Last year, North Carolina’s two largest newspapers — The News & Observer of Raleigh and The Charlotte Observer — produced a 16-page special section last year to detail the Wilmington race riots more than 100 years ago, including an examination of the newspapers’ role in fanning white discontent in advance of the 1898 elections.
Now the executive committee of the North Carolina Democratic Party will consider a formal apology for the party’s role in the riots, Democratic leaders said.
The apology comes eight months after a state-appointed commission concluded that the insurrection, which was instigated by white supremacists affiliated with the Democratic Party, drove hundreds of black residents from Wilmington and killed dozens more in 1898.
It is the only recorded coup d’etat in U.S. history, the commission said.
“I think moving forward often requires a sober reflection on the past,” said Democratic Party Chairman Jerry Meek.
A draft resolution, which will be considered by party leaders Saturday, acknowledges and renounces the actions of past party leaders. The resolution also would establish a training program for minority and women political candidates.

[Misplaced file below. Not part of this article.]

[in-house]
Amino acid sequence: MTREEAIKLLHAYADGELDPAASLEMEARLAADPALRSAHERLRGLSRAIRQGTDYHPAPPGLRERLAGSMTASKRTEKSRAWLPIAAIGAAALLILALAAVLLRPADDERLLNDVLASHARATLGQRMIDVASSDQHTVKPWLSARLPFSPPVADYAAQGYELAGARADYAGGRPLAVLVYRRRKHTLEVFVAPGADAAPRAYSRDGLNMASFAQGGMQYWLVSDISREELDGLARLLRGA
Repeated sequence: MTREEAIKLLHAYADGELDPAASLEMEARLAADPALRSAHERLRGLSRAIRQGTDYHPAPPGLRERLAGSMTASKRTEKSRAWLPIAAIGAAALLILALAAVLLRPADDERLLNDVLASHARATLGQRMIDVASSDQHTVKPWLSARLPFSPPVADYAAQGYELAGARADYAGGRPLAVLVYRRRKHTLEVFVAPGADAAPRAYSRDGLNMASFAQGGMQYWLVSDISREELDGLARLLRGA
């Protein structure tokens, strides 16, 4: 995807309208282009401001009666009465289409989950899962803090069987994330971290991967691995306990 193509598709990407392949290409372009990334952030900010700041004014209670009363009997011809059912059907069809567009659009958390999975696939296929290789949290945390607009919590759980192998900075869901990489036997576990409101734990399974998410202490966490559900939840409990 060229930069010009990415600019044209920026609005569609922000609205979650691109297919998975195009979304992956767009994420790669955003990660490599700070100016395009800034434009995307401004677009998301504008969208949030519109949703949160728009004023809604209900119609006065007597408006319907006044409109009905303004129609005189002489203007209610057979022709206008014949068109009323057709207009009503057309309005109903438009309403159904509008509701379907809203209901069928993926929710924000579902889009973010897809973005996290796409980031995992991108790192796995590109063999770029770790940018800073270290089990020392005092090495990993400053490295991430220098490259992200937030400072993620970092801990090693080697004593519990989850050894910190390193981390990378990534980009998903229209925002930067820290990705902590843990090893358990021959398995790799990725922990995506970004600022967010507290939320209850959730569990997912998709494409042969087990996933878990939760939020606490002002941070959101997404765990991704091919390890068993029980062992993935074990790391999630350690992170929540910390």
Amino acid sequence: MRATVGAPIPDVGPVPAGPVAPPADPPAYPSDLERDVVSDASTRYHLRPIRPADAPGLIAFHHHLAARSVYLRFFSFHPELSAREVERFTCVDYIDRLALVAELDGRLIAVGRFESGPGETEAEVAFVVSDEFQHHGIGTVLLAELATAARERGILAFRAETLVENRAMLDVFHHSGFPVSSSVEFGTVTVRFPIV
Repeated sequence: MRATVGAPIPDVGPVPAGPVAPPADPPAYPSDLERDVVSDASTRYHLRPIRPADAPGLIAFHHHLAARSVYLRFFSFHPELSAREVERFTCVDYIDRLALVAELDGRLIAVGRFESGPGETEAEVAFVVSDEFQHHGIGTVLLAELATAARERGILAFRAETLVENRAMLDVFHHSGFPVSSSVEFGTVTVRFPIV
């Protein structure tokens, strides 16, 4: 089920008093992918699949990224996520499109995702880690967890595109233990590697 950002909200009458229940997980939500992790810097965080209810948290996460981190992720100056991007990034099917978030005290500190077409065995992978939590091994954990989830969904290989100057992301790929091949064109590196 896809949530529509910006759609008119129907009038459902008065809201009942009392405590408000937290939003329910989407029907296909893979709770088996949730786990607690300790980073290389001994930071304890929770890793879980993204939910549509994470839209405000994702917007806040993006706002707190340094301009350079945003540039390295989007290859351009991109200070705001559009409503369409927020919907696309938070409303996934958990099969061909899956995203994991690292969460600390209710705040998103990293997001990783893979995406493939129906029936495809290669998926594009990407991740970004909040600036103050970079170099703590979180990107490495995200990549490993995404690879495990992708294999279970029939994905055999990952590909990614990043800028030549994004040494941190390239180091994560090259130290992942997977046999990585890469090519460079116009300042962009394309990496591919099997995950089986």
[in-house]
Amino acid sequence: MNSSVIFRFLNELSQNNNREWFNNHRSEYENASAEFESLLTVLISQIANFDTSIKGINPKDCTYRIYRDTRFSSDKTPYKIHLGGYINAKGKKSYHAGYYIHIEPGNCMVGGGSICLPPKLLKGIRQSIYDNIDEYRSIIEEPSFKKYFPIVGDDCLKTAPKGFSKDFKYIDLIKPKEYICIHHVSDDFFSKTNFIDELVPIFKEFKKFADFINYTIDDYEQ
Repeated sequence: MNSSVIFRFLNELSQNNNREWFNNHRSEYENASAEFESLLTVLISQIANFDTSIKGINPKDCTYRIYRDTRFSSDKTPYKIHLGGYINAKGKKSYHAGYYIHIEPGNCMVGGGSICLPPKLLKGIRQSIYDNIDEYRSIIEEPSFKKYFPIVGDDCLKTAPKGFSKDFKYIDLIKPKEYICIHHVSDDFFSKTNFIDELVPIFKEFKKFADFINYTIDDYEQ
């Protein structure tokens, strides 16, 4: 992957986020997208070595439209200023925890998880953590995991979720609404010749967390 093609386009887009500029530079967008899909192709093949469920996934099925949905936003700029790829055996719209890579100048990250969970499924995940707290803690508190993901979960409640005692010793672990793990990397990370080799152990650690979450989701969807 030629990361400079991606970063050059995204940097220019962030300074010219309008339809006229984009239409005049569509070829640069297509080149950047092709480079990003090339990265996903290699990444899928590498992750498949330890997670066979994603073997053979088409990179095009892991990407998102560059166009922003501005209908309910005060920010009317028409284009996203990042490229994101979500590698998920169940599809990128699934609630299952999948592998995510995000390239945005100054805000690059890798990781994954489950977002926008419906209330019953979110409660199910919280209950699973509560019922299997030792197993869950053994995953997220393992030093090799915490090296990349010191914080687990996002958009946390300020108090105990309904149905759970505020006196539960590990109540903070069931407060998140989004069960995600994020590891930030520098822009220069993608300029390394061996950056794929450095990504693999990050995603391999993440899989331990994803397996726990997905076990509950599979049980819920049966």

“Any apology has to be backed by action,” said Cynthia Brown, whose grandmother told her about having to hide in a cemetery from white mobs in November 1898.
The Wilmington Race Riot Commission, created by lawmakers in 2000, recommended that the General Assembly provide economic and social reparations to families affected by the 1898 violence. Leaders at the National Association for the Advancement of Colored People say they will push lawmakers for redress for those affected by the event.
The state commission concluded that the violence claimed as many as 60 lives, dismantled the local government, sparked an exodus of 2,100 black residents from Wilmington and helped usher in a new anti-black political era for the Jim Crow South.